Let us consider an application with a graphical UI. It uses some technology needed to make that UI in a given OS environment and utilizes a toolkit - for example Qt. The application driver will initialize the toolkit, establish the user an licensing information, find configuration data on the local machine on via the network. This would enable in turn to configure the low-level accessors correctly - instantiating database connections as well as windowing options including screen size and colors available. When absence of such resources or their shortcomings are detected the highest level of the application should handle the error - and perhaps adapt to a lower screen resolution, lack of certain fonts or to conditions detected in data. After this happens the application driver at the highest level activates the business layer operating oblivious to the nature of low-level facilities. Errors occurring in the middle layer are not system errors and indicate a genuine failure of the application. Errors in the low-level are of such nature that a typical business processing code needs to abort a current operation. In programming languages like C++ and Java this can be elegantly accomplished by automatic stack unwinding upon exception throw. Most errors occurring at the bottom layer can be handled at the top layer thanks to this feature.
An application that runs as a service (aka UNIX daemon), either processing requests or functioning as part of a workflow is similar. It does not need to establish a UI but it needs to find its configuration and environment. The top-layer needs to configure low-level facilities, often including logging, start the business logic and be ready to handle low-level errors. Database connectivity errors would typically stop all business processing, however, certain data conditions detected during the long-lived run of a server program, like configuration changes, should be communicated to the top-layer - either via specific exceptions or via registered listeners. The top-level will have appropriate context to respond to changed conditions - for example by notifying originators of work requests to redirect them.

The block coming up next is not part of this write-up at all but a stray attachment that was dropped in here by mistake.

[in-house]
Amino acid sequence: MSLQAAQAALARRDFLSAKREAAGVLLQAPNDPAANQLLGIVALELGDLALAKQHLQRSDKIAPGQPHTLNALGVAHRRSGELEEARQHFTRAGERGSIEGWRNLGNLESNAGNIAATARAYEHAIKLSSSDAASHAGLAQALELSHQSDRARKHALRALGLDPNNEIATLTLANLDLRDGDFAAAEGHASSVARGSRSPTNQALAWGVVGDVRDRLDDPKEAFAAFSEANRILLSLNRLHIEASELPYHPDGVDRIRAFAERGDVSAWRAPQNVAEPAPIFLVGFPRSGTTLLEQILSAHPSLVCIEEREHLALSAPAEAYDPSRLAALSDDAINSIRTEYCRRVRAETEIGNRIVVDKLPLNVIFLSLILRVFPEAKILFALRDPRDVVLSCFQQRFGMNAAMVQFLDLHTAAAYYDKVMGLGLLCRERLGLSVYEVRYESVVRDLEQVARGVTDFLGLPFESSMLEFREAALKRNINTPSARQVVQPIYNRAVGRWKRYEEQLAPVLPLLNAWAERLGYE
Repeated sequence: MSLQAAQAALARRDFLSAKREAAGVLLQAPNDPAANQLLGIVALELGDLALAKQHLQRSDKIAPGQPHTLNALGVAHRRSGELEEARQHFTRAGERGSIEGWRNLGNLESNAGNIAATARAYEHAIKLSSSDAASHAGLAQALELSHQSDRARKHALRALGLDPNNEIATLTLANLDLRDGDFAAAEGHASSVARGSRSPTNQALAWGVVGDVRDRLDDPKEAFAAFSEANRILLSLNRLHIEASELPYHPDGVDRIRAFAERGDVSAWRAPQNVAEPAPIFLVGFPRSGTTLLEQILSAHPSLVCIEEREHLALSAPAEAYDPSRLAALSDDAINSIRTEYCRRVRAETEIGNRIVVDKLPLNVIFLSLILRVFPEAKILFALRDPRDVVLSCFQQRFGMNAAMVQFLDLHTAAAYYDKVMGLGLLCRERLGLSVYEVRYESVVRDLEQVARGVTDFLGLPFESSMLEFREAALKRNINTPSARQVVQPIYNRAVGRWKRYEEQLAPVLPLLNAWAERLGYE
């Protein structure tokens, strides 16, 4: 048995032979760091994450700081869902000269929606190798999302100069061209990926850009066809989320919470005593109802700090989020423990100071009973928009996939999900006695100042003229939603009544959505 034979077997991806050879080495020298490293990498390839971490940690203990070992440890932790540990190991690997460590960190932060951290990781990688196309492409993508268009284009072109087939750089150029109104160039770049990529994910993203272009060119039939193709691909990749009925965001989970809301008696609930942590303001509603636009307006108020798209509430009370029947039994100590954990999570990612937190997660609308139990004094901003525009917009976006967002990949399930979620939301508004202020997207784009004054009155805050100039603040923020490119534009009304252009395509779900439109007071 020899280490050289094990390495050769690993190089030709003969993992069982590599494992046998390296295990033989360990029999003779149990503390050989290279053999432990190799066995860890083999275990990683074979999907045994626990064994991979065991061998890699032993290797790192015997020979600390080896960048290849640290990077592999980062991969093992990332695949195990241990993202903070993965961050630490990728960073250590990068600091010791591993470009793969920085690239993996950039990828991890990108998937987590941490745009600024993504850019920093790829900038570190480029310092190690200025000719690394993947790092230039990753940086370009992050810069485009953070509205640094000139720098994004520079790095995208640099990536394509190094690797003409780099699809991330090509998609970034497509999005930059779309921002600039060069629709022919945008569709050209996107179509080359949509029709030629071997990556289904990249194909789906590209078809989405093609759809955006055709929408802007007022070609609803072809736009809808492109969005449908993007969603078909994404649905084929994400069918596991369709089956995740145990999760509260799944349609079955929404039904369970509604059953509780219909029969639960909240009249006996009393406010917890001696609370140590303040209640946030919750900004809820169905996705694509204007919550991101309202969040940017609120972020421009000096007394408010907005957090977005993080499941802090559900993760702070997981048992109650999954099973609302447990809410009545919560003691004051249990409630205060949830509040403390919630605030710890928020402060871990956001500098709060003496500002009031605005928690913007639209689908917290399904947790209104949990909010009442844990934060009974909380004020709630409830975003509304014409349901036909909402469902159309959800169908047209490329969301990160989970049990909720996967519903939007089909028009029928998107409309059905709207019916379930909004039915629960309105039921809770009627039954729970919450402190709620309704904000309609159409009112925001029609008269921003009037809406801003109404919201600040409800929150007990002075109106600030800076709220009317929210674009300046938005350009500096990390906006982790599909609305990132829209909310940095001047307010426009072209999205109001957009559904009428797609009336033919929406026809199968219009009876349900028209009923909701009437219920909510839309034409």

I have given here a few design principles mainly dealing with organization and distribution of various kinds of logic across aplication code. Adherence to these principles will lead to elegant and portable design, good maintainability, limited code dependencies - attributes of easily manageable projects with minimal consupmtion of development and testing resources over their lifecycle.